It also is recommended that you wait to drive or operate machinery until you know how the medication affects you. It is also recommended that people avoid alcohol and illegal drugs while on the medication, as they can worsen adverse effects. Report side effects to your doctor immediately. Serious side effects can include seizures, bleeding or bruising, swelling, hives, rash, trouble breathing, agitation, fever, fast heartbeat, vomiting, muscle stiffness, loss of coordination, or hallucinations. You can also report side effects to the FDA at 1-800-FDA-1088 or online.

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What are the potential psychological side effects of taking Zoloft?

Zoloft may increase the risk of suicidal thoughts and behaviors particularly in children, teens, and young adults who take the medication. Seek medical help if you or your child experience these thoughts or other changes in behavior or mood.

What are the potential long-term effects of taking Zoloft?

Zoloft may cause weight loss in children. It can also cause angle-closure glaucoma, so talk to your doctor about the risks.

Is it safe for a woman who is pregnant, about to become pregnant, or nursing to take Zoloft?

Birth defects and fetal harm are possible when Zoloft is taken during pregnancy, but the risk is very low. The drug may be transferred via breast milk. Therefore, talk to your doctor about the risks and benefits if you are pregnant, planning to become pregnant, or are nursing before you take Zoloft.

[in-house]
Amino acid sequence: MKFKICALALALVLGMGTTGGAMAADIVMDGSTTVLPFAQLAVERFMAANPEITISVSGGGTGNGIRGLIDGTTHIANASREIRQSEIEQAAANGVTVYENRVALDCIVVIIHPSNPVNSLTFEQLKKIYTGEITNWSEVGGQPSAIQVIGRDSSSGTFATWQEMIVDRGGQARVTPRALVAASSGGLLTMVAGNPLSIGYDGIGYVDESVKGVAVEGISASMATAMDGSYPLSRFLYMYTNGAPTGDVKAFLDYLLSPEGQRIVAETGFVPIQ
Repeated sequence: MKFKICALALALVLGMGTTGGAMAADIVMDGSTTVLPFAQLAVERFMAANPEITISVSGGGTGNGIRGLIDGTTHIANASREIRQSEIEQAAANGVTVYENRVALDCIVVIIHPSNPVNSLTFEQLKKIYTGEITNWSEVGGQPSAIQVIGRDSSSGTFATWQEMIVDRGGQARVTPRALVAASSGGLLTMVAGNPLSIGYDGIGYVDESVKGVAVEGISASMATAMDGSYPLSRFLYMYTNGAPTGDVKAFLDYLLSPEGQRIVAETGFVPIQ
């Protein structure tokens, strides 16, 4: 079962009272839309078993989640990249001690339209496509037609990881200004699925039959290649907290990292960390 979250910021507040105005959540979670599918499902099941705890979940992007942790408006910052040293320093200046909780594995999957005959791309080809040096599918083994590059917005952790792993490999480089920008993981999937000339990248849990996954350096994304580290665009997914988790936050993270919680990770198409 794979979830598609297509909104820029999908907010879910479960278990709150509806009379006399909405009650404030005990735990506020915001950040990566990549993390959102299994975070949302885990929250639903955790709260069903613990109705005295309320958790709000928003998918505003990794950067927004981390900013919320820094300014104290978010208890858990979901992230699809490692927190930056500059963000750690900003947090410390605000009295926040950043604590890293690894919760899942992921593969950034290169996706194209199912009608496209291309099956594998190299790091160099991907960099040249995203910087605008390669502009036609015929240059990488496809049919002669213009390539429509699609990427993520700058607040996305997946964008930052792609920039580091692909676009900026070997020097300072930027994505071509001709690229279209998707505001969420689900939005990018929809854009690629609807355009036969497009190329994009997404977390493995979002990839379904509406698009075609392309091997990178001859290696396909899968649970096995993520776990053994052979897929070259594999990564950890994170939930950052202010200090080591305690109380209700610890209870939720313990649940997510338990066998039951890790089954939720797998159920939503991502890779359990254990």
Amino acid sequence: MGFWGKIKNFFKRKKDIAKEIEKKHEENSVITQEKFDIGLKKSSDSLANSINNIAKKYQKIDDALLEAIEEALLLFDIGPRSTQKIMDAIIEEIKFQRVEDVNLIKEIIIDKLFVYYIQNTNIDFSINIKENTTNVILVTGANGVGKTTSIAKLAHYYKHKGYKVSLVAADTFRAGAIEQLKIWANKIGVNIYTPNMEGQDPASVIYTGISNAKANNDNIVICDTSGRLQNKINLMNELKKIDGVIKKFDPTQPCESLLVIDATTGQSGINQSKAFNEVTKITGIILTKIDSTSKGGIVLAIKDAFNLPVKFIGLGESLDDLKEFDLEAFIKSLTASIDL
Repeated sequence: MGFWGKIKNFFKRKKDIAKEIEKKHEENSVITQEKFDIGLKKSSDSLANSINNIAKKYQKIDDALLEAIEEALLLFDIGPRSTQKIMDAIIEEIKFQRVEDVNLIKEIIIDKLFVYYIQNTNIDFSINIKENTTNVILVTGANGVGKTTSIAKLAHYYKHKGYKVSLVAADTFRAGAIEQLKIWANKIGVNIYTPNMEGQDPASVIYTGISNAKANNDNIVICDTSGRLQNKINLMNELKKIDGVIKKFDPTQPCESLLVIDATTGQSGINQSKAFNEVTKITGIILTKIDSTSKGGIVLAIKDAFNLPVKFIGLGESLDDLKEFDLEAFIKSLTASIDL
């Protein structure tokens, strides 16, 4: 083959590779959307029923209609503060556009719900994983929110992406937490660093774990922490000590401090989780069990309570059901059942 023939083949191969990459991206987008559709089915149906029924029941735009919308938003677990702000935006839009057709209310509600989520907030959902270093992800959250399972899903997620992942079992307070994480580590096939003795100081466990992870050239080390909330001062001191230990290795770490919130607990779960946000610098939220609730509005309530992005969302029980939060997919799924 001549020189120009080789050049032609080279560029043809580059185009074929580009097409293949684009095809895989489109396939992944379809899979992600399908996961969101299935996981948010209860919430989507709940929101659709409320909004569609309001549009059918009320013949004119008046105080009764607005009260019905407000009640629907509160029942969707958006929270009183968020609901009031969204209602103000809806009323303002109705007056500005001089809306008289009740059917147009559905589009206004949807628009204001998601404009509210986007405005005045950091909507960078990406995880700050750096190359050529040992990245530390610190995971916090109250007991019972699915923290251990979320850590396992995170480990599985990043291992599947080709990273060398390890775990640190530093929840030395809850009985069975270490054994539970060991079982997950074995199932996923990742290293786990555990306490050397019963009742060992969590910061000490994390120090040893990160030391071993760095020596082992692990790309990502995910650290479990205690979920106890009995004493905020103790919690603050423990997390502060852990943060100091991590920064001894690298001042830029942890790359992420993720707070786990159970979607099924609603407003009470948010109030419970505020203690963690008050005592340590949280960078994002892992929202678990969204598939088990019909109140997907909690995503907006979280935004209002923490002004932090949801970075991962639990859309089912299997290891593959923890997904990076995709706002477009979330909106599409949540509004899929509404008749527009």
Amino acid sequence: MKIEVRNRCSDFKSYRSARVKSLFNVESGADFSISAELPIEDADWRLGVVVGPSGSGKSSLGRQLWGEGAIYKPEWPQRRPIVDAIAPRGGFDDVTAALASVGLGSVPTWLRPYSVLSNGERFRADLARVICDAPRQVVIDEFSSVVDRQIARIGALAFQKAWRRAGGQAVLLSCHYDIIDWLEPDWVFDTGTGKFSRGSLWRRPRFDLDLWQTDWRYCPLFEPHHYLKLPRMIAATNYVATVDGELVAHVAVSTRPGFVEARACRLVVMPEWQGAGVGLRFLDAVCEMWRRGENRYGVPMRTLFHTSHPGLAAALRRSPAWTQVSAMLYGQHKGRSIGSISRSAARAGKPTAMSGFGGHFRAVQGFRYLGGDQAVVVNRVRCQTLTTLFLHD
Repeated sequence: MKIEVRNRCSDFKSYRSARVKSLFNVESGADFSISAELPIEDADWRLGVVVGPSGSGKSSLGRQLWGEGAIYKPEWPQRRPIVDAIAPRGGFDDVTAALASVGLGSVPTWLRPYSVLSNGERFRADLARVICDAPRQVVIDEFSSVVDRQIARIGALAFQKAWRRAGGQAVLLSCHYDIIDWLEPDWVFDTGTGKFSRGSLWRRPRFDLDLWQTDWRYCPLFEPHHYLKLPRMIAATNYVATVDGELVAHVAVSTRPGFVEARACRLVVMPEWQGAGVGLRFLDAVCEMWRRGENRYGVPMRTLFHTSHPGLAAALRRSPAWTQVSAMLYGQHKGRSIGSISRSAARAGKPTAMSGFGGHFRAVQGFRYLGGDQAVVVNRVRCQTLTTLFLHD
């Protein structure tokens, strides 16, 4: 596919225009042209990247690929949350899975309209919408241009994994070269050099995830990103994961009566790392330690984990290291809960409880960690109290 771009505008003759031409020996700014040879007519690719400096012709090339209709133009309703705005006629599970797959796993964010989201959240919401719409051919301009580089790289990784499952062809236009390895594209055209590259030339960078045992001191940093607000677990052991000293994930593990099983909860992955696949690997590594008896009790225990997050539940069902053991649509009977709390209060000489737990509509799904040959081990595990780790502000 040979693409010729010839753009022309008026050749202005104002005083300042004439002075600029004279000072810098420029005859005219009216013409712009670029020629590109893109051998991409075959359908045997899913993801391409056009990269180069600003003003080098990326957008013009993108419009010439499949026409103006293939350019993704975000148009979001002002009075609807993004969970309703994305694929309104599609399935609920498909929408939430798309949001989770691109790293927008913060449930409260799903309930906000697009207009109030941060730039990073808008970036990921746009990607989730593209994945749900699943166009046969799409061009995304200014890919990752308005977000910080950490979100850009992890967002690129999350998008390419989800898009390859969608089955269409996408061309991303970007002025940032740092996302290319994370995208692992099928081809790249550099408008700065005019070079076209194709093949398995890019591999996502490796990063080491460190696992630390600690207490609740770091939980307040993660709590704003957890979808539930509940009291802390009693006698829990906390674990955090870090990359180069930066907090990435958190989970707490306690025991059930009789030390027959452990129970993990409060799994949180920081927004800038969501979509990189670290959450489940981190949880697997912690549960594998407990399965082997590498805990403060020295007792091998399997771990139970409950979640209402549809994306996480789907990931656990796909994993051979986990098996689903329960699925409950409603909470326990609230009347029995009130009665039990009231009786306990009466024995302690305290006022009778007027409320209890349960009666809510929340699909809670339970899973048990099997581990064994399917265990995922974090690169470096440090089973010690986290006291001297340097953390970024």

Can symptoms occur if Zoloft is discontinued?

It’s important not to discontinue use of the drug before talking with your doctor. Withdrawal symptoms of Zoloft can include anxiety, dizziness, headaches, fatigue, irritability, insomnia, flu-like symptoms, nausea, and the return of depressive symptoms.

What should I do if I overdose on Zoloft?

An overdose of Zoloft could be fatal, so seek immediate help or call the Poison Help Line at 1-800-222-1222 if you overdose. Overdose symptoms can include fatigue, drowsiness, agitation, dizziness, fever, vomiting, fast heartbeat, sweating, shivering, confusion, muscle stiffness, nausea, loss of coordination, diarrhea, seizures hallucinations, mania, or loss of consciousness.

Is Zoloft habit-forming?

Zoloft is not habit-forming, but it is not recommended that you discontinue use of the drug before talking with your doctor, as withdrawal symptoms can occur.

How much does Zoloft cost?

According to goodrx.com, 30 tablets of 100 mg generic sertraline cost approximately $36. 30 tablets of 100 mg Zoloft cost approximately $325.

Are there any disadvantages to Zoloft?

The biggest disadvantages of Zoloft are the potential side effects. Talk to your doctor about what medication is best for you.

DISCLAIMER: The information contained herein should NOT be used as a substitute for the advice of an appropriately qualified and licensed physician or other healthcare providers. This article mentions drugs that were FDA-approved and available at the time of publication and may not include all possible drug interactions or all FDA warnings or alerts. The author of this page explicitly does not endorse this drug or any specific treatment method. If you have health questions or concerns about interactions, please check with your physician or go to the FDA site for a comprehensive list of warnings.

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Last Updated: Jan 8, 2021